The Who said it best in their hit song Won’t Get Fooled Again, “Meet the new boss, same as the old boss”.
To recap the events of earlier this year, the Vatican had a big problem. In a nutshell, their Pope, “Benedict” (aka Joseph Ratzinger) had a series of problems, errors, gaffes and skeletons in his closet that he couldn’t escape. Ratzinger was a PR disaster, becoming the most hated pope in some time, and in a surprise announcement, he made the rare move of stepping down, instead of dying in office like most of the Popes before him. The speculation still swirls around why such a move was made, but as time passes it becomes clear it was not for any kind of health crisis. A new Pope – Francis – was appointed, and since then he’s become a bit of a “rock star” compared to Benedict.
Okay, so the new Pope isn’t EXACTLY the same as the Pope Emeritus, this one’s much more entertaining. If Benedict was “Pope Palpatine”, this one is “Pope Goofy”. Just days into the new job, Frances got to work making friends with the world again, making charismatic appearances and delivering what I call “wait, …what?!?” statements, after which the Vatican had to come in and do damage control, as they carefully explained what the Pope REALLY meant to say.
The first was that atheists can go to heaven, too. Well, that’s nice, but along with the god thing, atheists don’t typically believe in heaven, either. If atheists really wanted to go to heaven, they probably wouldn’t be atheists. It was a silly thing to say. The Vatican swooped in behind him and carefully explained that what he really MEANT to say. The church doesn’t want people reminded that they are not a necessary component to your eternal salvation.
After the favourable press that he received after that first statement, he said that atheists can be good people too. Another silly thing to say. Anyone with any kind of experience in the world knows this, and furthermore, they know the converse, that being Catholic is no guarantee that you’re a good person, either. Sadly, though, this announcement was indeed a revelation for some Christians. Atheists around the world, however, were relatively indifferent to his endorsement.
Later, he expressed in a rather long and allegedly poorly translated interview that evangelism was rather ineffective. This, of course, cast a disparaging light on the work of missionaries and priests. Again, the Church came running in to encourage people to continue proselytizing and evangelizing to the world.
The things the Pope has been saying lately are from so far out in left field that hoax articles are readily picked up as factual, for example, the announcement that “all religions are true” was spread far and wide with people believing it to be true.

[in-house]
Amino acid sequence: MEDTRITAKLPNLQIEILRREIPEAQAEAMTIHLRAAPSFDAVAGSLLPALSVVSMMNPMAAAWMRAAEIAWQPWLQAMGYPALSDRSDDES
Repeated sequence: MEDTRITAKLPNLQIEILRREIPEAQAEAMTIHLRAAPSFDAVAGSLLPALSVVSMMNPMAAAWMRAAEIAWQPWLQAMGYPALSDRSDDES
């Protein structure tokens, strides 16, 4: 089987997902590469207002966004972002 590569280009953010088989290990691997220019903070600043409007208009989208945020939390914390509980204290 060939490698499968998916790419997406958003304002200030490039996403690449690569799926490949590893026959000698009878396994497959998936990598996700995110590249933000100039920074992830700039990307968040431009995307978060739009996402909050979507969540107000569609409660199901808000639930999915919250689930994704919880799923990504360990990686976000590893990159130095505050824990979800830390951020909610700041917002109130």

Pope Francis in his first year has ordered the Vatican’s bank to be compliant with European standards of transparency. This is not laudable, as it should have been done a long time ago, and the order is only to come up to the standards by which everybody else abides. The order comes after Italy froze millions of dollars of the church’s assets in an investigation into the way the church’s bank does business after decades of laundering scandals, and more prosecutions were looming on the horizon.
He’s not living in the posh apartments usually reserved for the sitting Pope in the Apostolic Palace, but rather in a suite in the Vatican guest house. That’s nice, but what does it actually change? He still has the same staff attending to him. The Vatican still exists. It’s still sitting there, unchanged in all its opulent splendour. I’ve been a fan of the idea of “sell the Vatican, feed the world” before Sarah Silverman made an especially poignant video out of it in 2009. The Vatican’s wealth is quite literally inestimable, but financial experts agree that it’s worth in the tens to hundreds of billions of dollars. While Pope Francis hopes to lead by example, forgoing some of the luxuries of being top dog, his cardinals and bishops are not following his lead. To paraphrase Bill Maher, I wonder what Jesus would think of the wild extravagance of the Vatican’s Palace and assorted outbuildings.
Pope Francis is still maintaining the church’s hardline stance discriminating against women and homosexuals. In September, he excommunicated an Australian priest who supported women’s ordination in the church, and gay marriage rights. On November 27, he issued a statement saying that the church’s position on abortion cannot ever be changed. And just December 30, he blessed a mass in Spain dedicated to reforming (read: repealing) a 2010 law that made abortions legal.
The November 27 statement solidified the Catholic Church’s stance on just about everything and changed absolutely nothing in the church’s positions and doctrines. Pope Francis has the power to really be a progressive force and change any of these things, and yet he does not. I don’t find that to be worthy of respect.
The good news is that while the Pope does encourage his followers to give up THEIR riches and give to the poor, and being heavily critical of capitalism (calling it an economy of exclusion and inequality, a tyranny that idolizes money), this message is proving to be very unpopular with many wealthy Catholics who liked Ratzinger’s hard-right stance, and they are withdrawing their support from the church, and some Catholics are crying that Pope Francis is singlehandedly destroying Catholicism. The strange thing is, Pope Francis’s opinion of capitalism is no different from that of former Pope Ratzinger.
So yes, as Roger Daltrey sang, “Meet the new boss, same as the old boss”. While the new Pope might have a more photogenic smile than the old Pope, and his brain farts are a little more entertaining than Benedict’s were, I’ll wait until I see some meaningful change before I applaud him as a progressive force.